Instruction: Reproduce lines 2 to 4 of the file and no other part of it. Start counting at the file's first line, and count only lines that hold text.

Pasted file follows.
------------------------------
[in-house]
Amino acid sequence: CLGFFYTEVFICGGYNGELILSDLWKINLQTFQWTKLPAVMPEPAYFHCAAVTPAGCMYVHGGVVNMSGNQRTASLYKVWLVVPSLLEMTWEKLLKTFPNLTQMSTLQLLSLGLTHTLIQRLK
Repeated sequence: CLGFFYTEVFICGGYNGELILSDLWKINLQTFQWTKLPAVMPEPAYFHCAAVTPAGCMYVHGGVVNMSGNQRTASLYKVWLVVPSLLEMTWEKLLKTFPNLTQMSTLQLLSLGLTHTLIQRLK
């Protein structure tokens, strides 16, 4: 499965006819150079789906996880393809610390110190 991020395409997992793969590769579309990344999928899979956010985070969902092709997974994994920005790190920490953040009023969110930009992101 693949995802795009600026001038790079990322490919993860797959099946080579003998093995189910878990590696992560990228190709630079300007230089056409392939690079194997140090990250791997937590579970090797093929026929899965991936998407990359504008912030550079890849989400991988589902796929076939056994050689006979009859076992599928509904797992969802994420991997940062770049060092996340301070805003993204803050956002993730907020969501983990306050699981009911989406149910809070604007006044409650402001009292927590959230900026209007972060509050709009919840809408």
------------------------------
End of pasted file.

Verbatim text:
Amino acid sequence: CLGFFYTEVFICGGYNGELILSDLWKINLQTFQWTKLPAVMPEPAYFHCAAVTPAGCMYVHGGVVNMSGNQRTASLYKVWLVVPSLLEMTWEKLLKTFPNLTQMSTLQLLSLGLTHTLIQRLK
Repeated sequence: CLGFFYTEVFICGGYNGELILSDLWKINLQTFQWTKLPAVMPEPAYFHCAAVTPAGCMYVHGGVVNMSGNQRTASLYKVWLVVPSLLEMTWEKLLKTFPNLTQMSTLQLLSLGLTHTLIQRLK
């Protein structure tokens, strides 16, 4: 499965006819150079789906996880393809610390110190 991020395409997992793969590769579309990344999928899979956010985070969902092709997974994994920005790190920490953040009023969110930009992101 693949995802795009600026001038790079990322490919993860797959099946080579003998093995189910878990590696992560990228190709630079300007230089056409392939690079194997140090990250791997937590579970090797093929026929899965991936998407990359504008912030550079890849989400991988589902796929076939056994050689006979009859076992599928509904797992969802994420991997940062770049060092996340301070805003993204803050956002993730907020969501983990306050699981009911989406149910809070604007006044409650402001009292927590959230900026209007972060509050709009919840809408």